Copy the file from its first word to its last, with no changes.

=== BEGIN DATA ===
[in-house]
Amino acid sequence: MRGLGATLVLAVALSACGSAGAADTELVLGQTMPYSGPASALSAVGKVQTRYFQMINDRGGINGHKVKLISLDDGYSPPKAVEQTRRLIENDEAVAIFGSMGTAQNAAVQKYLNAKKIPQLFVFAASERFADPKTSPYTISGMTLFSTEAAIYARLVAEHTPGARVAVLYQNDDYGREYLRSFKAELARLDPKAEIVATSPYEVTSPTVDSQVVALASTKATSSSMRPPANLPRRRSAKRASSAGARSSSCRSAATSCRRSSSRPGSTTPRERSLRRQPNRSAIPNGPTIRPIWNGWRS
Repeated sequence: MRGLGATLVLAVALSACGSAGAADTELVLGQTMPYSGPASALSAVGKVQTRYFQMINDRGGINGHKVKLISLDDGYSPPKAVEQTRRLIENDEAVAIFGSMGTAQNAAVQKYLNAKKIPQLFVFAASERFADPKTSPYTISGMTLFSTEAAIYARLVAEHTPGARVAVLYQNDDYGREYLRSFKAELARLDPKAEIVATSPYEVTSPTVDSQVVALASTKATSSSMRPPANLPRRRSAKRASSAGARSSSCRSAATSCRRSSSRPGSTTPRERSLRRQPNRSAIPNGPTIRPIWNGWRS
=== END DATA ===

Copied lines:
[in-house]
Amino acid sequence: MRGLGATLVLAVALSACGSAGAADTELVLGQTMPYSGPASALSAVGKVQTRYFQMINDRGGINGHKVKLISLDDGYSPPKAVEQTRRLIENDEAVAIFGSMGTAQNAAVQKYLNAKKIPQLFVFAASERFADPKTSPYTISGMTLFSTEAAIYARLVAEHTPGARVAVLYQNDDYGREYLRSFKAELARLDPKAEIVATSPYEVTSPTVDSQVVALASTKATSSSMRPPANLPRRRSAKRASSAGARSSSCRSAATSCRRSSSRPGSTTPRERSLRRQPNRSAIPNGPTIRPIWNGWRS
Repeated sequence: MRGLGATLVLAVALSACGSAGAADTELVLGQTMPYSGPASALSAVGKVQTRYFQMINDRGGINGHKVKLISLDDGYSPPKAVEQTRRLIENDEAVAIFGSMGTAQNAAVQKYLNAKKIPQLFVFAASERFADPKTSPYTISGMTLFSTEAAIYARLVAEHTPGARVAVLYQNDDYGREYLRSFKAELARLDPKAEIVATSPYEVTSPTVDSQVVALASTKATSSSMRPPANLPRRRSAKRASSAGARSSSCRSAATSCRRSSSRPGSTTPRERSLRRQPNRSAIPNGPTIRPIWNGWRS